Beijing, do we have a problem? Headlines of homebuyers refusing to pay mortgages are front and centre of global markets this week. Chinese authorities have been holding emergency meetings with banks as a rapidly growing number of homebuyers refuse to pay mortgages for unfinished projects. The problem has been brewing for some time, with some of the causes discussed broadly in a discussion piece here last year. This article will recap on the source of the issues, what’s changed and then try to address the implications for investors.

Background – Historically China has relied heavily on investment in property and infrastructure to drive its economy, with both having a strong multiplier effect for economic activity. Every year China builds nearly 15 million new homes and the property sector accounts for roughly 30% of GDP compared to 6% in the United States. This has driven significant and consistent demand for materials like steel, copper and cement. The rapid growth in property, and property values has also helped build household wealth supporting additional consumption and economic growth. But it also added significant borrowings and risk into the financial system, with growing wealth inequality. Cities like Shenzhen have become more expensive than London!

What’s changed? China has been attempting to reposition its economic growth model to a more sustainable one, moving away from a focus on property to drive better housing affordability. The “three red lines” policy constituted an active decision to manage excessive financial leverage in the property development sector, reducing speculation with the hopes of addressing some of the wealth divide. By targeting financial leverage through tougher lending rules and tighter credit the central government has achieved its policy goals of reducing property speculation and cooling the housing market.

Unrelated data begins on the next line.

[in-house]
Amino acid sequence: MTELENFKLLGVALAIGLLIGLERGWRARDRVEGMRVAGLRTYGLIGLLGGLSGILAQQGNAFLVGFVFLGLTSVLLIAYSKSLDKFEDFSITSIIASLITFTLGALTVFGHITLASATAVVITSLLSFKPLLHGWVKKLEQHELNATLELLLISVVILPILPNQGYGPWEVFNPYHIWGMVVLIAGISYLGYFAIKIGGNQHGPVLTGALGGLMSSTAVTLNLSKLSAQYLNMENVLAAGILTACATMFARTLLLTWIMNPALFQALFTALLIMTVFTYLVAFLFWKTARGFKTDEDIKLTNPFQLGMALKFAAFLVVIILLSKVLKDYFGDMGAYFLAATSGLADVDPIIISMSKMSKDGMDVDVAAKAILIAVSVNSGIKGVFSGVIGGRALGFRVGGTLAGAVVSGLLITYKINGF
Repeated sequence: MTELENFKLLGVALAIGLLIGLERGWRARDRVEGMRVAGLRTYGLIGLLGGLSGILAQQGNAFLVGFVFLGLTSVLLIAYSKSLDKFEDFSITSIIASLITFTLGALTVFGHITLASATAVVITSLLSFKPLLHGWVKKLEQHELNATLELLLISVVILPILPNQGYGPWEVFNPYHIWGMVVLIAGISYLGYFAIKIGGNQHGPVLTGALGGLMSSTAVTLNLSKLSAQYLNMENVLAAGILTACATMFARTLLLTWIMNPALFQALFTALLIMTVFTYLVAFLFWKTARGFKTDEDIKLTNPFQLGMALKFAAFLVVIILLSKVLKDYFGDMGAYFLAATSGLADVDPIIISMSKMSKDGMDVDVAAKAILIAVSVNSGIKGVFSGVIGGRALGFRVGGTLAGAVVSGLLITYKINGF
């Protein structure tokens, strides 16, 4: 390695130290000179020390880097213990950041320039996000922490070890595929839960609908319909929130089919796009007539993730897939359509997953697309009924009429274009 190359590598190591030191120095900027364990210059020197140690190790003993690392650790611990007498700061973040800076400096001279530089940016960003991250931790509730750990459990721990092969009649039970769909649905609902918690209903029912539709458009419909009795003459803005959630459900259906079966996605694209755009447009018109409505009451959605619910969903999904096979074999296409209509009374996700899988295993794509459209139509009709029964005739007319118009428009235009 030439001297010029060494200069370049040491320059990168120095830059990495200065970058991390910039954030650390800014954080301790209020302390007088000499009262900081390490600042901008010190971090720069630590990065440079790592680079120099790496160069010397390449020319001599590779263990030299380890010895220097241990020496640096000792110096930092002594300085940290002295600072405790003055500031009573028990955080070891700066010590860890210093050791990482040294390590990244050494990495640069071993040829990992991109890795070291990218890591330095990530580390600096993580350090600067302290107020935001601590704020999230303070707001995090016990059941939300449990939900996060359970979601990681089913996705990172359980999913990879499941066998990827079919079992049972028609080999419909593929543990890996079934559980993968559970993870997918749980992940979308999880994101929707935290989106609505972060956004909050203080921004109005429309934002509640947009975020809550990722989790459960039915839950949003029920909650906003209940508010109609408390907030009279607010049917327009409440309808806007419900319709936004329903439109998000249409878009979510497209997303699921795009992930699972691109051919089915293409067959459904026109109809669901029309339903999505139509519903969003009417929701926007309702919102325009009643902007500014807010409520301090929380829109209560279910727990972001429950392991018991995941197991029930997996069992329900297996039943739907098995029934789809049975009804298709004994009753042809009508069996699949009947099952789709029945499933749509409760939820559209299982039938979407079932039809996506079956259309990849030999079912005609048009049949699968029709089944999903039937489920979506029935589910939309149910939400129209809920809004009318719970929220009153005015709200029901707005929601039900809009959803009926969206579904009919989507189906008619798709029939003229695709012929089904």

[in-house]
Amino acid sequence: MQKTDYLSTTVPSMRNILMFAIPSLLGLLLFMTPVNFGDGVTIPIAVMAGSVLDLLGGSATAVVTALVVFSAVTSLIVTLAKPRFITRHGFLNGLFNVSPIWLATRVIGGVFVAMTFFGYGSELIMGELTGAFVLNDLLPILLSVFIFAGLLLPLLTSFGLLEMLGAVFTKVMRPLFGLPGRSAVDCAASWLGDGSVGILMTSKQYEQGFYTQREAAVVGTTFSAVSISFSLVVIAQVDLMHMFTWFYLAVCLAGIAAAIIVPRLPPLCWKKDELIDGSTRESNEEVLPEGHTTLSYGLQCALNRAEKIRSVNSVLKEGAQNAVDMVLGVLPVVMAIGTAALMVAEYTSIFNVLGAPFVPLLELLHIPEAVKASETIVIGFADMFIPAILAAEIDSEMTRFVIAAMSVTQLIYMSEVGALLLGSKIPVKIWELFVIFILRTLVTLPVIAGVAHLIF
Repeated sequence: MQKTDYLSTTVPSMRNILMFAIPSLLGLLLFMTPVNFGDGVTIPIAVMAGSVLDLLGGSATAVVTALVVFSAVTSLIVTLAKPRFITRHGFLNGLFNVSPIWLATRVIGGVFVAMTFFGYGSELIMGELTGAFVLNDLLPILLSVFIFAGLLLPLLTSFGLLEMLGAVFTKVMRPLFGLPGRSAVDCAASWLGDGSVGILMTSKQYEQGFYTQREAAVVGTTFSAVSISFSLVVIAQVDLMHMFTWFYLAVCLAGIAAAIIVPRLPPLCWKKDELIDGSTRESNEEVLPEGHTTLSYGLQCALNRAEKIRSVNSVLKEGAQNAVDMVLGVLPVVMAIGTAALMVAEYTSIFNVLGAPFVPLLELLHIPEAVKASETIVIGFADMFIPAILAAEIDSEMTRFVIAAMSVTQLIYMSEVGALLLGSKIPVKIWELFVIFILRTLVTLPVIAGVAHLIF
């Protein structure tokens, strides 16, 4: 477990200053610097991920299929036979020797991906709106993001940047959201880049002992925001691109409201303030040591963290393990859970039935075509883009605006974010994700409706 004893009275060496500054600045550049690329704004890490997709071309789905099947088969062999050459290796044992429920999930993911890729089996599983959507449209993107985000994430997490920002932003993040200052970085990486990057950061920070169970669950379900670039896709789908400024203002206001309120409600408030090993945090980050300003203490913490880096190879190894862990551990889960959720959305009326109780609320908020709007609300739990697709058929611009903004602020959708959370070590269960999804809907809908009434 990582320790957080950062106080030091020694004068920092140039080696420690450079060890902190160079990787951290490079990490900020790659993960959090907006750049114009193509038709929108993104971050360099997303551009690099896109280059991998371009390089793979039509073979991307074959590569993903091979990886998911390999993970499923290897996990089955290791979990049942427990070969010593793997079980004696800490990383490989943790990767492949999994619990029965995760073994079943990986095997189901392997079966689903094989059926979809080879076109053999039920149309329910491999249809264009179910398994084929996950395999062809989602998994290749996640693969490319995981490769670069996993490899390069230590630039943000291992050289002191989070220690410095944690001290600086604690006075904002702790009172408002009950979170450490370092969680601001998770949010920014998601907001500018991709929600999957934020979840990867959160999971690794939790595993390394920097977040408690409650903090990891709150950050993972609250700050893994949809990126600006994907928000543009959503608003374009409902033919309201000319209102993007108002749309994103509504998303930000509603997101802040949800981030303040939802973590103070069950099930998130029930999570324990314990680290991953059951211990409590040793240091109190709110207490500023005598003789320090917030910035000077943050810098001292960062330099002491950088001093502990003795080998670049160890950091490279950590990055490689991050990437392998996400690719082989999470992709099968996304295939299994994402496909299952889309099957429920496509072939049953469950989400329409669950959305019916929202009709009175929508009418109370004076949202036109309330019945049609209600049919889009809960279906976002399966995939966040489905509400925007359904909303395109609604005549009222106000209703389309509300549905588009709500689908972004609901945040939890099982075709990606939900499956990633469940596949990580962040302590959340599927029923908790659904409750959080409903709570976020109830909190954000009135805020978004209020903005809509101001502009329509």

But has it gone too far? As with any economic reform, the full consequences take time to flow through. To date it has forced property prices lower, reduced speculation, and pushed many developers to the brink of bankruptcy. The effects of this tightening are also spilling over into the financial sector given the close links between the financial sector and property. In China, a big driver of property and by extension construction activity has been new buyers, and specifically purchasers buying off the plan. Oftentimes this is fully funded upfront before a development has commenced. This upfront purchase also often involves a mortgage. Given the delays from Covid, the weaker economic activity and policy tightening; property buyers are boycotting interest payments given the large delays to property completions. Owners are screaming foul, preferring to walk away from mortgages than suffer losses on properties and servicing mortgages without the property being delivered.

The knock-on effects of this uncertainty are appearing with new buyers not committing to new developments given the fear of whether the property developer will stay solvent and complete their property. In many respects it is understandable as no-one wants to buy something that will be worth less tomorrow, or that may not get delivered. For developers looking to start new developments, this is having dire consequences for funding with pre-sales drying up and preventing new starts, as shown in the chart below. This has a multitude of consequences both in and outside of China.